UCLA's Shabazz Muhammad will need to diversify what he can offer pro teams . (Ronald Martinez/Getty Images)
UCLA and Shabazz Muhammad made official on Tuesday what former coach Ben Howland leaked in March and pretty much everyone had suspected since @Phenom15Balla was the most highly discussed prep recruit: He's heading to the NBA after one season in Westwood.
Between his recruitment, the NCAA's involvement, the early three-game suspension and his play on the court, Muhammad has never been lacking as a discussion topic, and that will continue now that he is officially a pro prospect. He had a pretty decent season as a Bruin, showing off a more consistent three-point shot than expected and mostly blending in as a 17-point-a-game scorer on the Pac-12 regular-season champs. That said, there may be as many or more questions than answers about him as a pro heading into June's draft.
I had the good fortune last year to be in Las Vegas when Muhammad's Bishop Gorman High School team faced Vegas-based national powerhouse Findlay Prep. It was a good opportunity to see Muhammad against a team comprised of (almost) equally hyped college prospects, even though Findlay's Anthony Bennett (himself now a one-and-doner after a solid season at UNLV) didn't play. Muhammad's team lost the game and he didn't have a great afternoon, padding his overall stat line in the fourth quarter after the result was more or less decided. The bigger takeaway, though, was how relatively average he looked physically against top prep talent, particularly now-San Diego State rising sophomore Winston Shepard. Muhammad's well-regarded effort level on the court wasn't enough for him to be productive on that day.
As he played his way through a college season, some of the same questions have persisted. He definitely plays hard, but he's not an elite athlete or have plus-size in terms of playing small forward at the NBA level. He also doesn't have an elite offensive skill in terms of projecting as a pro. He showed some ability to score in spurts. He can get out in transition and finish, and was surprisingly effective in halfcourt situations, thanks in large part to high-30 percent three-point shooting and his ability to find buckets around the rim.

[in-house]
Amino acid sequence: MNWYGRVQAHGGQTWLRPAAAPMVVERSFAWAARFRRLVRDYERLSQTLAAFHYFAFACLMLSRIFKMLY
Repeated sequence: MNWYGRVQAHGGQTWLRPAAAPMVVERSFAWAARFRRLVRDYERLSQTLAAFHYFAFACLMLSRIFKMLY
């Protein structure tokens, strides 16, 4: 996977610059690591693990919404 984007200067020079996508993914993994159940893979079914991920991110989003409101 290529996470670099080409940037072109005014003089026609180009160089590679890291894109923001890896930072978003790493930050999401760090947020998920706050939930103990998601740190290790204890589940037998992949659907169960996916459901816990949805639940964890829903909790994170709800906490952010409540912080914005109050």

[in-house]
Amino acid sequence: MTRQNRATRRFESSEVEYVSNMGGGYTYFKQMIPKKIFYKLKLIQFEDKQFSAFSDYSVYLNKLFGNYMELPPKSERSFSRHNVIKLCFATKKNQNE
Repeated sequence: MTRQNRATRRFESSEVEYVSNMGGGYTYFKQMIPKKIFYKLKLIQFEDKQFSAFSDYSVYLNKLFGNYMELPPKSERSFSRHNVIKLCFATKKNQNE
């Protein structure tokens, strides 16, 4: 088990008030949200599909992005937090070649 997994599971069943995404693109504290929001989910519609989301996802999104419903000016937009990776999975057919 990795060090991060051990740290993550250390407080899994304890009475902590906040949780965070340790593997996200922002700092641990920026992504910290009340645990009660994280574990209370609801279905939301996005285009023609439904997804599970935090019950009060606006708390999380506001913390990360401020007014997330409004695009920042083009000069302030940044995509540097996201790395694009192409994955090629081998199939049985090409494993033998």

However, he was average coming off screens and very poor from inside the arc, making just 22-of-82 two-point jump shot attempts, per Synergy Sports Technology. That was a little odd, since he actually was a decent shooter on contested shots overall, but it's a part of his game he'll have to develop because he's not going to be able to solely feast around the rim and from the deeper arc at the next level.
Muhammad also averaged fewer than one assist a game and, to be charitable, was not a very good defender this season. With his work ethic and general size, that could improve, but he'll need coaching and to be dedicated to adding that to his game. He'll need to diversify what he offers, because I don't think he's explosive enough or skilled enough to be a one-note scorer in the NBA at the small forward spot. It could be to Muhammad's advantage to drop a little farther down in the first round and wind up with a better team.
Muhammad obviously won't be fazed by the spotlight of the NBA. He's been prepping for this for awhile. And he's certainly not a bad player, and one who looks like he has the ability and mentality to improve should he land in the right situation. I just don't see, based on what he offered in his season as a collegian, a surefire lottery pick or a player that will make a huge impact early in his career. What he does after that will be up to him.